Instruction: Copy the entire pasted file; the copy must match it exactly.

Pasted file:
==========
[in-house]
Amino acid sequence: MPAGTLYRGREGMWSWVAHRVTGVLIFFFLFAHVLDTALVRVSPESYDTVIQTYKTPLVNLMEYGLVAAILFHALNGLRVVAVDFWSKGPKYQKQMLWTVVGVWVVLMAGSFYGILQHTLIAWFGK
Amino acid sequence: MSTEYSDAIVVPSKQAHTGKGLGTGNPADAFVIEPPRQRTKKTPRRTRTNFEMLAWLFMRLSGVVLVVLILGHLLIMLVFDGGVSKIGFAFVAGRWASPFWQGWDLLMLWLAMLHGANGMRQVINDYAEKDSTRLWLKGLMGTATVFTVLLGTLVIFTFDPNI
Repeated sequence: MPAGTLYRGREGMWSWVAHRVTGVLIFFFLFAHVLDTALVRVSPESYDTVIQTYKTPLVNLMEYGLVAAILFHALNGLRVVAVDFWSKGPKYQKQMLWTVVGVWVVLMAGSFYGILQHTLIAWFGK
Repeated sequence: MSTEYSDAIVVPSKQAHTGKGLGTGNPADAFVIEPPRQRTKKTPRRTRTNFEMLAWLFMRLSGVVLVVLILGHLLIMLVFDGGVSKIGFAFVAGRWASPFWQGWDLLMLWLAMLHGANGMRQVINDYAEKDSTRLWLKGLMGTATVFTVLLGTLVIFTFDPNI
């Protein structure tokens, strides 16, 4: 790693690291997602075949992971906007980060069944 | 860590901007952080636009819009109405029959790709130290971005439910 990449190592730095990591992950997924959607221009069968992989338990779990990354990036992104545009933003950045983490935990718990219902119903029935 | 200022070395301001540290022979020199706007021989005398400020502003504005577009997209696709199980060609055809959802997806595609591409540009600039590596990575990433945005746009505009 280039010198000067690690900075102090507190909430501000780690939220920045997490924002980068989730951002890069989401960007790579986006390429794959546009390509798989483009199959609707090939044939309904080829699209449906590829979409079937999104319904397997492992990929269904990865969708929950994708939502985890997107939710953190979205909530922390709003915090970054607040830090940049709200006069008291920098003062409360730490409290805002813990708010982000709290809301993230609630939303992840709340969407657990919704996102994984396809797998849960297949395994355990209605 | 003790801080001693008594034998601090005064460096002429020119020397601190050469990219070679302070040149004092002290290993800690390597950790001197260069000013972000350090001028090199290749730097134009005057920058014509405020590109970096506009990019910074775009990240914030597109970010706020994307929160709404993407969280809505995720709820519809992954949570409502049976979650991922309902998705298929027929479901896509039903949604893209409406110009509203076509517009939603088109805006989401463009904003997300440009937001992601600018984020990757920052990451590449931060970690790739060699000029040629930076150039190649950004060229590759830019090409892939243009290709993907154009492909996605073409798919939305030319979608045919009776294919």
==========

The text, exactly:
[in-house]
Amino acid sequence: MPAGTLYRGREGMWSWVAHRVTGVLIFFFLFAHVLDTALVRVSPESYDTVIQTYKTPLVNLMEYGLVAAILFHALNGLRVVAVDFWSKGPKYQKQMLWTVVGVWVVLMAGSFYGILQHTLIAWFGK
Amino acid sequence: MSTEYSDAIVVPSKQAHTGKGLGTGNPADAFVIEPPRQRTKKTPRRTRTNFEMLAWLFMRLSGVVLVVLILGHLLIMLVFDGGVSKIGFAFVAGRWASPFWQGWDLLMLWLAMLHGANGMRQVINDYAEKDSTRLWLKGLMGTATVFTVLLGTLVIFTFDPNI
Repeated sequence: MPAGTLYRGREGMWSWVAHRVTGVLIFFFLFAHVLDTALVRVSPESYDTVIQTYKTPLVNLMEYGLVAAILFHALNGLRVVAVDFWSKGPKYQKQMLWTVVGVWVVLMAGSFYGILQHTLIAWFGK
Repeated sequence: MSTEYSDAIVVPSKQAHTGKGLGTGNPADAFVIEPPRQRTKKTPRRTRTNFEMLAWLFMRLSGVVLVVLILGHLLIMLVFDGGVSKIGFAFVAGRWASPFWQGWDLLMLWLAMLHGANGMRQVINDYAEKDSTRLWLKGLMGTATVFTVLLGTLVIFTFDPNI
């Protein structure tokens, strides 16, 4: 790693690291997602075949992971906007980060069944 | 860590901007952080636009819009109405029959790709130290971005439910 990449190592730095990591992950997924959607221009069968992989338990779990990354990036992104545009933003950045983490935990718990219902119903029935 | 200022070395301001540290022979020199706007021989005398400020502003504005577009997209696709199980060609055809959802997806595609591409540009600039590596990575990433945005746009505009 280039010198000067690690900075102090507190909430501000780690939220920045997490924002980068989730951002890069989401960007790579986006390429794959546009390509798989483009199959609707090939044939309904080829699209449906590829979409079937999104319904397997492992990929269904990865969708929950994708939502985890997107939710953190979205909530922390709003915090970054607040830090940049709200006069008291920098003062409360730490409290805002813990708010982000709290809301993230609630939303992840709340969407657990919704996102994984396809797998849960297949395994355990209605 | 003790801080001693008594034998601090005064460096002429020119020397601190050469990219070679302070040149004092002290290993800690390597950790001197260069000013972000350090001028090199290749730097134009005057920058014509405020590109970096506009990019910074775009990240914030597109970010706020994307929160709404993407969280809505995720709820519809992954949570409502049976979650991922309902998705298929027929479901896509039903949604893209409406110009509203076509517009939603088109805006989401463009904003997300440009937001992601600018984020990757920052990451590449931060970690790739060699000029040629930076150039190649950004060229590759830019090409892939243009290709993907154009492909996605073409798919939305030319979608045919009776294919």